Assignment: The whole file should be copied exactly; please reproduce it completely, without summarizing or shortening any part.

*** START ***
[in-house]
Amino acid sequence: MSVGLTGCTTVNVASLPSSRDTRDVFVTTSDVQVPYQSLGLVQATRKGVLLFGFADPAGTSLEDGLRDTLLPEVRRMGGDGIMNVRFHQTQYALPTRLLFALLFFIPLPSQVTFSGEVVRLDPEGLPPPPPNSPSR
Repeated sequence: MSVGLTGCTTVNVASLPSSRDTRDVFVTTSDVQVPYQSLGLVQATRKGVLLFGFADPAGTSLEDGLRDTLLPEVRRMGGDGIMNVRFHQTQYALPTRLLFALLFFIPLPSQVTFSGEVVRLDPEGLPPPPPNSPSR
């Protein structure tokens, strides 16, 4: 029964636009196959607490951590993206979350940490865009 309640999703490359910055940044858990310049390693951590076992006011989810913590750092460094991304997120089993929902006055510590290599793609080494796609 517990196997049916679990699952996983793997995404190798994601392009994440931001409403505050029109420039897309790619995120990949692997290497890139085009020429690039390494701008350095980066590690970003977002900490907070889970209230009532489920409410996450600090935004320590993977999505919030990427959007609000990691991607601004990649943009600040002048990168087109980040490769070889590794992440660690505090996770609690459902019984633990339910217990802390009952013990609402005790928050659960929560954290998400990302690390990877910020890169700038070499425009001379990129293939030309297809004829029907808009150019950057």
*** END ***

[in-house]
Amino acid sequence: MSVGLTGCTTVNVASLPSSRDTRDVFVTTSDVQVPYQSLGLVQATRKGVLLFGFADPAGTSLEDGLRDTLLPEVRRMGGDGIMNVRFHQTQYALPTRLLFALLFFIPLPSQVTFSGEVVRLDPEGLPPPPPNSPSR
Repeated sequence: MSVGLTGCTTVNVASLPSSRDTRDVFVTTSDVQVPYQSLGLVQATRKGVLLFGFADPAGTSLEDGLRDTLLPEVRRMGGDGIMNVRFHQTQYALPTRLLFALLFFIPLPSQVTFSGEVVRLDPEGLPPPPPNSPSR
């Protein structure tokens, strides 16, 4: 029964636009196959607490951590993206979350940490865009 309640999703490359910055940044858990310049390693951590076992006011989810913590750092460094991304997120089993929902006055510590290599793609080494796609 517990196997049916679990699952996983793997995404190798994601392009994440931001409403505050029109420039897309790619995120990949692997290497890139085009020429690039390494701008350095980066590690970003977002900490907070889970209230009532489920409410996450600090935004320590993977999505919030990427959007609000990691991607601004990649943009600040002048990168087109980040490769070889590794992440660690505090996770609690459902019984633990339910217990802390009952013990609402005790928050659960929560954290998400990302690390990877910020890169700038070499425009001379990129293939030309297809004829029907808009150019950057």